A Small Town in Jiangnan is, therefore, unique because of its amalgamation of Eastern abstract concept and Western oil painting techniques, but it also breaks free from Western abstract traditions. Chinese ink painting’s sense of realism comes from the relationship between and the assemblage of visual elements, with everything required to create a world made possible through the artist’s conscious arrangement of hooks, creases, rubbing, dyeing, and points. The audience’s imagination and realistic experience are linked together by Wu’s stylized, simplified semi-figurative language; the viewers could use their own visual perception to fill in the omitted facets in this image composed with shapes, colours, points, lines, and planes, ultimately leading to the formation of a landscape. A Small Town in Jiangnan is stripped of outlines of objects, with tender sprouts and shoots and passersby represented with points of colours; tree branches linearly depicted; and Jiangnan’s iconic rooftops expressed with big swipes of planes. The points of colours in the painting could denote pedestrians or tender leaves, and the tree branches could either be wilted or lush. Open for interpretation, the image could either be set in the season of luscious blooms or blanketed under layers of thick, white snow. Moreover, compared with Western art’s mainstream development based on linear perspective, Chinese ink painting is more customary with using the relationship of scale between sceneries and objects and wash effects to display different sense of distance. It becomes apparent when compared with Eulogies of Zhou: Temple Ceremonies, a handscroll by Ma Hezhi of Northern Song dynasty, the traditional composition with stacking various layers of rooftops or mountain ridges is borrowed by Wu to create a depth of field. The branches slicing in from the bottom right corner also help to guide the audience’s line of sight towards the centre of the image.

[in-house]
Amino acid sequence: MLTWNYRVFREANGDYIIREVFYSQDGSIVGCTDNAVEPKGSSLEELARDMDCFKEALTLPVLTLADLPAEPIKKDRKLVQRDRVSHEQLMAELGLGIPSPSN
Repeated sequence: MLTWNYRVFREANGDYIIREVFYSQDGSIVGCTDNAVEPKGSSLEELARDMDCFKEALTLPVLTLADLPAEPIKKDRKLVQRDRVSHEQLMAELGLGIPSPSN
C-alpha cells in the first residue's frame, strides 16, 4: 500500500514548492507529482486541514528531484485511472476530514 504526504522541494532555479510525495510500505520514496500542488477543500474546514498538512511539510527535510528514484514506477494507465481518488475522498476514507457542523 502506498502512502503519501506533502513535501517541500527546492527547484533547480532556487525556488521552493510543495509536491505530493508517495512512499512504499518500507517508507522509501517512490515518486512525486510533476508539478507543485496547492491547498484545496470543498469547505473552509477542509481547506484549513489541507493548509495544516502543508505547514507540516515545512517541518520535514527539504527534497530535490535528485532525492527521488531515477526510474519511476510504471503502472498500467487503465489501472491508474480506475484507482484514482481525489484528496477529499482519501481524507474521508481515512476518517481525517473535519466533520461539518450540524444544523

This notable feature that “forms a landscape from afar and appears in abstraction up-close” is commonly associated with impressionist or pointillist artists, such as Camille Pissarro. Compared with Western painting theory’s understanding for light, the Chinese has discovered that a myriad of effects could be achieved with deconstructed and reassembled shapes and forms created by fully utilizing the inkbrush. However, ink painting lacks the crucial element of intense and vibrant colours found in oil painting. Bearing this in mind, Wu opted with a more challenging route by borrowing Chinese painting’s approach to composition and inheriting its tradition of being formless. He also chose to acquire oil painting skills and transformed them into his own unique art language, leading to a never-before-seen, unprecedented way of depicting landscape.

“The strength of Chinese painting lies in its lines, with planes and colours its weaknesses, and what I have done is explored the relationship between them.” Wu was determined to find a way to communicate and transcribe the two different cultures that the two painting media are positioned in, and he blended together Chinese ambiance and Western visual imagery. Through a process of deconstruction and reconstruction, the aesthetics of abstraction and quintessence are expressed. Forming images of Eastern essence, with the aesthetics of form in landscape explored, Wu flawlessly transformed Western art’s abstract aesthetic into Eastern tradition’s lyrical aesthetic.